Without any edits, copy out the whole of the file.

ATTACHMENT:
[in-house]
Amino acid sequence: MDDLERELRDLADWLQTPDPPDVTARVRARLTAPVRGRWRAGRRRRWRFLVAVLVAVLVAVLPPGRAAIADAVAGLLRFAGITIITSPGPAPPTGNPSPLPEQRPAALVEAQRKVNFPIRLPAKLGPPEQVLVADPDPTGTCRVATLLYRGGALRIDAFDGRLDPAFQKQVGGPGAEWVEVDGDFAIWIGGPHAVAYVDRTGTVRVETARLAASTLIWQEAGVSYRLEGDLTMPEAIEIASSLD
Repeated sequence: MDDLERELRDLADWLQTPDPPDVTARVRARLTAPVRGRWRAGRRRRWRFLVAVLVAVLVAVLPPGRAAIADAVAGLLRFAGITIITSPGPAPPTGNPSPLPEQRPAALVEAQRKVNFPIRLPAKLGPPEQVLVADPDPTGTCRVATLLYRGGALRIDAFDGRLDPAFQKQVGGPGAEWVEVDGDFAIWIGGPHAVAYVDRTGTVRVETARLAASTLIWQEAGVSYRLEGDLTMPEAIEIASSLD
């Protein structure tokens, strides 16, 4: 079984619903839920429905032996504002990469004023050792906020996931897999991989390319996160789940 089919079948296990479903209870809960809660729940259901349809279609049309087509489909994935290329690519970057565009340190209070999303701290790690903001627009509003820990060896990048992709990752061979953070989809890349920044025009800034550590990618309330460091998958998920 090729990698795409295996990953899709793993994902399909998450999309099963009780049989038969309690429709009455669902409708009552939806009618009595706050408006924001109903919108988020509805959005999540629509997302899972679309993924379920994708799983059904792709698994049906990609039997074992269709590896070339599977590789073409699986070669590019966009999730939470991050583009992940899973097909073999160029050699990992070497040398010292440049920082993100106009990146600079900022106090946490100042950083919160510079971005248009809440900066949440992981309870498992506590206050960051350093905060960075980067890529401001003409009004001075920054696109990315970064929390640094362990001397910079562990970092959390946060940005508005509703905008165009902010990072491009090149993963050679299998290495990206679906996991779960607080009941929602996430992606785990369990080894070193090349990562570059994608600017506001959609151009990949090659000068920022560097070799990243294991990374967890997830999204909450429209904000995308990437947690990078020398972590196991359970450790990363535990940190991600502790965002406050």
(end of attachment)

[in-house]
Amino acid sequence: MDDLERELRDLADWLQTPDPPDVTARVRARLTAPVRGRWRAGRRRRWRFLVAVLVAVLVAVLPPGRAAIADAVAGLLRFAGITIITSPGPAPPTGNPSPLPEQRPAALVEAQRKVNFPIRLPAKLGPPEQVLVADPDPTGTCRVATLLYRGGALRIDAFDGRLDPAFQKQVGGPGAEWVEVDGDFAIWIGGPHAVAYVDRTGTVRVETARLAASTLIWQEAGVSYRLEGDLTMPEAIEIASSLD
Repeated sequence: MDDLERELRDLADWLQTPDPPDVTARVRARLTAPVRGRWRAGRRRRWRFLVAVLVAVLVAVLPPGRAAIADAVAGLLRFAGITIITSPGPAPPTGNPSPLPEQRPAALVEAQRKVNFPIRLPAKLGPPEQVLVADPDPTGTCRVATLLYRGGALRIDAFDGRLDPAFQKQVGGPGAEWVEVDGDFAIWIGGPHAVAYVDRTGTVRVETARLAASTLIWQEAGVSYRLEGDLTMPEAIEIASSLD
């Protein structure tokens, strides 16, 4: 079984619903839920429905032996504002990469004023050792906020996931897999991989390319996160789940 089919079948296990479903209870809960809660729940259901349809279609049309087509489909994935290329690519970057565009340190209070999303701290790690903001627009509003820990060896990048992709990752061979953070989809890349920044025009800034550590990618309330460091998958998920 090729990698795409295996990953899709793993994902399909998450999309099963009780049989038969309690429709009455669902409708009552939806009618009595706050408006924001109903919108988020509805959005999540629509997302899972679309993924379920994708799983059904792709698994049906990609039997074992269709590896070339599977590789073409699986070669590019966009999730939470991050583009992940899973097909073999160029050699990992070497040398010292440049920082993100106009990146600079900022106090946490100042950083919160510079971005248009809440900066949440992981309870498992506590206050960051350093905060960075980067890529401001003409009004001075920054696109990315970064929390640094362990001397910079562990970092959390946060940005508005509703905008165009902010990072491009090149993963050679299998290495990206679906996991779960607080009941929602996430992606785990369990080894070193090349990562570059994608600017506001959609151009990949090659000068920022560097070799990243294991990374967890997830999204909450429209904000995308990437947690990078020398972590196991359970450790990363535990940190991600502790965002406050």